City fathers have long favored widespread development that has paved over wetlands and prairies around Houston (reducing some of them by 75%) that used to absorb a great deal of water during periodic flooding. More than 7,000 housing units were also permitted to be built below 100-year flood level since 2010. Banks and insurers have acquiesced in all this development, essentially ignoring the risks they’re paid to monitor.
It is not surprising to a geologist, or a hurricane specialist, or one of the better civil engineers, that this has happened. There have been 40-inch rainfalls before this, all of them associated with other hurricanes or tropical storms that have hit Houston, like previous record-holder Tropical Storm Amelia in 1978. What’s mildly surprising is that people have ignored the risk, even though it is a life or death issue. But really, almost every kind of natural disaster is ignored or improperly accounted for by city planners, civil engineers, and citizens, and huge resources are wasted (and lives lost) as a result. This appears to be the standard human response to risk, for a variety of reasons.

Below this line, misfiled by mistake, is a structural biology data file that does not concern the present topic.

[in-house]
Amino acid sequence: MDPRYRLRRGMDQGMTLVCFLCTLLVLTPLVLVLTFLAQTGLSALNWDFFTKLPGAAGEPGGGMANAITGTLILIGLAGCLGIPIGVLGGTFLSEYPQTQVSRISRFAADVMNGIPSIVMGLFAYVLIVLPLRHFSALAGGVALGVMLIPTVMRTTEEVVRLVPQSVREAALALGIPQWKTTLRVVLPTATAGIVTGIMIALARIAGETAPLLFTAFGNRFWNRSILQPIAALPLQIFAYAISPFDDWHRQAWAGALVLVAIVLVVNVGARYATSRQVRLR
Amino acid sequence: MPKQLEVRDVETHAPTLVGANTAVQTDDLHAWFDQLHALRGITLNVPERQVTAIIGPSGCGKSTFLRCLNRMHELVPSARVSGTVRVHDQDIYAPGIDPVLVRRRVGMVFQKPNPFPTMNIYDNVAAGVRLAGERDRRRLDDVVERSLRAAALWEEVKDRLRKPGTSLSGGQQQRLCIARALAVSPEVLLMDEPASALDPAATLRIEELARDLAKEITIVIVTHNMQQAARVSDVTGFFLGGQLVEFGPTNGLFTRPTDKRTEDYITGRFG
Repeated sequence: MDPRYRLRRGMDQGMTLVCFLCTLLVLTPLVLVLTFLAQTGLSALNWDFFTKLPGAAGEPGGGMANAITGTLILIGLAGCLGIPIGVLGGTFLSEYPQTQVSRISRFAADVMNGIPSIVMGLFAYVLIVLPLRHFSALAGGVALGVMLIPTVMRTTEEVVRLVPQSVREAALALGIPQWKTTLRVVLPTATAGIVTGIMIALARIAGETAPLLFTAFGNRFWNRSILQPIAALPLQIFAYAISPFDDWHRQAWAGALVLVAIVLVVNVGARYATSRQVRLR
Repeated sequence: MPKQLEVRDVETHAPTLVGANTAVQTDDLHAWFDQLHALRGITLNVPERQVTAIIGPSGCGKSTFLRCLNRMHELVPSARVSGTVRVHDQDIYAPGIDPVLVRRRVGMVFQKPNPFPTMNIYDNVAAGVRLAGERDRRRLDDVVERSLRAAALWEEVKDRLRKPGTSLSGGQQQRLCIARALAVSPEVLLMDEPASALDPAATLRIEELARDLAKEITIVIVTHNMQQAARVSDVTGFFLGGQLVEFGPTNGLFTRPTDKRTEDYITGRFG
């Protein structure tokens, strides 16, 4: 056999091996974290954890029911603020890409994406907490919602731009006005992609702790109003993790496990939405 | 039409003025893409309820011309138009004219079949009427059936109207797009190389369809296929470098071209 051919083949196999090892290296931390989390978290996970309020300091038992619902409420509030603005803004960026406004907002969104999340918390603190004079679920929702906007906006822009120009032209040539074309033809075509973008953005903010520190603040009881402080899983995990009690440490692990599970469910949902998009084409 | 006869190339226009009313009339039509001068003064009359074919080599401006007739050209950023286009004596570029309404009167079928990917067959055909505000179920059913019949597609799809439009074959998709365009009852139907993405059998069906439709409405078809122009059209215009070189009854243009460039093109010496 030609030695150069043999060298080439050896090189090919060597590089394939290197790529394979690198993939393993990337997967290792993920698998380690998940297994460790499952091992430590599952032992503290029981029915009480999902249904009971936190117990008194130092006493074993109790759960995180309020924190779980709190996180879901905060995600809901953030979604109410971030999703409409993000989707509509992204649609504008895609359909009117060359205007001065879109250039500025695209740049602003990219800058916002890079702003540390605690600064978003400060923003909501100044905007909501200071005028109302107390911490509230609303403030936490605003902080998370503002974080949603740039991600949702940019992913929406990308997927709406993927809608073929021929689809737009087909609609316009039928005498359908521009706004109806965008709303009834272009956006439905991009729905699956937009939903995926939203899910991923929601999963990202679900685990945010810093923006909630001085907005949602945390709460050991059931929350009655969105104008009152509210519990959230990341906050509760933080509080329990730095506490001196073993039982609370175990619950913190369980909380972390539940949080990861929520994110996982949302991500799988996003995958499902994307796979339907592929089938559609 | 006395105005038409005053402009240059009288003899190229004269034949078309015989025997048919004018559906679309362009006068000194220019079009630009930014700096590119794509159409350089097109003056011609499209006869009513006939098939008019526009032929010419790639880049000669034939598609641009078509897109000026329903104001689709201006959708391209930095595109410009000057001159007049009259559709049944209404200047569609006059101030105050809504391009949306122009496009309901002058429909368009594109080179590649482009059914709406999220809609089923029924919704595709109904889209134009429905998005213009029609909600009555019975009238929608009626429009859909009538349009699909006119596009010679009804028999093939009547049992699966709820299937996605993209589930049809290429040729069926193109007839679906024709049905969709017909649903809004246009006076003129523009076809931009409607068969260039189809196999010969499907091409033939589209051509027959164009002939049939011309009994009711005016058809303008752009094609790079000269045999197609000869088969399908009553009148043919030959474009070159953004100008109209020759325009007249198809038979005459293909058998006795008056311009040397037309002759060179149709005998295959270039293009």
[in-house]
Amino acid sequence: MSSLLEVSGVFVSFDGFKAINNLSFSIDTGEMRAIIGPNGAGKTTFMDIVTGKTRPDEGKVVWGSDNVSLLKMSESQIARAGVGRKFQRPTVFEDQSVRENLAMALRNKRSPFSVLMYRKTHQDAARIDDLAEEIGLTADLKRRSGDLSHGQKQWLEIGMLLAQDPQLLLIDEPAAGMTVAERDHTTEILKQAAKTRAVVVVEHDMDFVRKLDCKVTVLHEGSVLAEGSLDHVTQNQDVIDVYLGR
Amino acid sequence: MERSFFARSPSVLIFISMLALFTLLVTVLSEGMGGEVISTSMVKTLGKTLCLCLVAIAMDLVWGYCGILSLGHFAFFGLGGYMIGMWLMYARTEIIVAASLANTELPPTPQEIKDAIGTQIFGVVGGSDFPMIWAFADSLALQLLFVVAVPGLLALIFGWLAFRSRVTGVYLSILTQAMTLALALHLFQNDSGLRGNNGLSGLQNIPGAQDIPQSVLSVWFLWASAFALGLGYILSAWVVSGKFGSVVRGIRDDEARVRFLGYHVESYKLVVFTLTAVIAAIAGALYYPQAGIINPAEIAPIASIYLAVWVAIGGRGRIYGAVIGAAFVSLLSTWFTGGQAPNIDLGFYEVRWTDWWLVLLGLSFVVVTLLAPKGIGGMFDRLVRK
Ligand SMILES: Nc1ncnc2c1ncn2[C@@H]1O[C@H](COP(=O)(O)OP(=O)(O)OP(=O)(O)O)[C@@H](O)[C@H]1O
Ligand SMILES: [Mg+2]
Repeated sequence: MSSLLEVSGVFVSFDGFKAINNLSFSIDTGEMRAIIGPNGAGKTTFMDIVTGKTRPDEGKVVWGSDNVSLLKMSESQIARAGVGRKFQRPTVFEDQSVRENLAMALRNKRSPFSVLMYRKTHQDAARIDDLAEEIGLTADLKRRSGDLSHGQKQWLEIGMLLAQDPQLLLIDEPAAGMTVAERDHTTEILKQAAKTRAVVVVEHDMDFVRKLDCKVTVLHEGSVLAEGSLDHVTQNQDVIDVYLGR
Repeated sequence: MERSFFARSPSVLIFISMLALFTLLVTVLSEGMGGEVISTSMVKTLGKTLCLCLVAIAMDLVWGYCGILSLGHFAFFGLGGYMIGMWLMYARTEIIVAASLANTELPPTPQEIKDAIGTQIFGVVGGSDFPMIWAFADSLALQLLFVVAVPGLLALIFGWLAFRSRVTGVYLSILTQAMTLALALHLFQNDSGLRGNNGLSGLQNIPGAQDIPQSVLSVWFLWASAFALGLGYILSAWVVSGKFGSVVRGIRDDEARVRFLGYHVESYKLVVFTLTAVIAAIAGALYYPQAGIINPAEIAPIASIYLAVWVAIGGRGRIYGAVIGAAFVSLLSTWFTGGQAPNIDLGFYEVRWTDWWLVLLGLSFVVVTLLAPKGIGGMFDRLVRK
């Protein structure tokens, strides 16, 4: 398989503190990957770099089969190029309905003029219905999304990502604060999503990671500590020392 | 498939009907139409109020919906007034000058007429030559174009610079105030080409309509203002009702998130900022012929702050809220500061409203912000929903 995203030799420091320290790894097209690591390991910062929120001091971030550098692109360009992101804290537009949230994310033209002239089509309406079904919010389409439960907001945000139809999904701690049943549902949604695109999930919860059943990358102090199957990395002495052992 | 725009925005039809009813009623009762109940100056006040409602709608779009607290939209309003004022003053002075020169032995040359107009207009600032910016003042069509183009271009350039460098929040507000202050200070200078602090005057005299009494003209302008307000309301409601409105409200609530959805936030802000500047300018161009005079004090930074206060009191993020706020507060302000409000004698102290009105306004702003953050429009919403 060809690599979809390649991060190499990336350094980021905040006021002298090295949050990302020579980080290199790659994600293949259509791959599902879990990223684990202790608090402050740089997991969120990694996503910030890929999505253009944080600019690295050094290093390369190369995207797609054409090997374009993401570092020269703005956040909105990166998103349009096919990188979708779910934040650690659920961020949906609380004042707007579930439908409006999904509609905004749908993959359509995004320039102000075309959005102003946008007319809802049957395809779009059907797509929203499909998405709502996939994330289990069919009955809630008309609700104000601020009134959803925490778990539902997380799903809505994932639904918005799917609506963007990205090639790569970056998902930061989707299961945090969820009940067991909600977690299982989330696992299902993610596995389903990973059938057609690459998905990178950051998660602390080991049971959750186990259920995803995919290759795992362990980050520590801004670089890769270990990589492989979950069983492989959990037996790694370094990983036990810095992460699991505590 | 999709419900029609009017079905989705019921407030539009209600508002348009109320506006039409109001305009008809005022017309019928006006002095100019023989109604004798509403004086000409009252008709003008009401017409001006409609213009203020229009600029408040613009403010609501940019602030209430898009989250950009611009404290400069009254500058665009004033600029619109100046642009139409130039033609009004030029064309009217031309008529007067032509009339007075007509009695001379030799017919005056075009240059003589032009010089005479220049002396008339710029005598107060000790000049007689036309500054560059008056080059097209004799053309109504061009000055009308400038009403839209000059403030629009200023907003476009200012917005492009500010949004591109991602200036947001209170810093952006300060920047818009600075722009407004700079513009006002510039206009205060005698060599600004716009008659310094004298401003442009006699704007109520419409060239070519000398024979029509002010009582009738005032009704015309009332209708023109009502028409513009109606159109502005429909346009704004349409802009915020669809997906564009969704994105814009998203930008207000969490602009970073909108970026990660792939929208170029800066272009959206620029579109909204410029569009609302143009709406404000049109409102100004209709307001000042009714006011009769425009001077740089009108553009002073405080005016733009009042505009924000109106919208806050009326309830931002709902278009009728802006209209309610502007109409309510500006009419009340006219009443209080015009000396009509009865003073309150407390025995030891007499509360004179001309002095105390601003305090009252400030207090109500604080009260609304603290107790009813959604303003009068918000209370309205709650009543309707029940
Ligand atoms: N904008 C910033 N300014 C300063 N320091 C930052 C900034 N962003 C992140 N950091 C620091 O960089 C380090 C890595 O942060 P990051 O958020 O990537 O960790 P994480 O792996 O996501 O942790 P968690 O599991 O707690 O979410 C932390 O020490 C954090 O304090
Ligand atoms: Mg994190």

This phenomenon has been studied by a number of researchers. For example, Michael Shermer (2017) has suggested that people seek “cognitive simplicity,” which tends to mean that they accept beliefs quickly but struggle to maintain skepticism, and have a low tolerance for ambiguity. Author Margaret Heffernan (as quoted by Maria Popova, 2014) has suggested that the occurrence of “willful blindness” (choosing not to see) is driven by factors such as the fear of change, the fear of conflict, the impulse to get along or obey, the impulse to accumulate money, or the search for certainty and/or familiarity. There is also something called “confirmation bias,” which involves the natural tendency to search for, interpret, or recall information that confirms one’s pre-existing beliefs (Wikipedia, 2017). This tends to strengthen existing beliefs even in the face of overwhelmingly contrary evidence. Thus, once someone accepts that the levees in New Orleans are safe, contrary evidence tends to be ignored or discounted. And once someone buys into the notion of a great bull market with no end in sight, contrary evidence will tend to be explained away or ignored.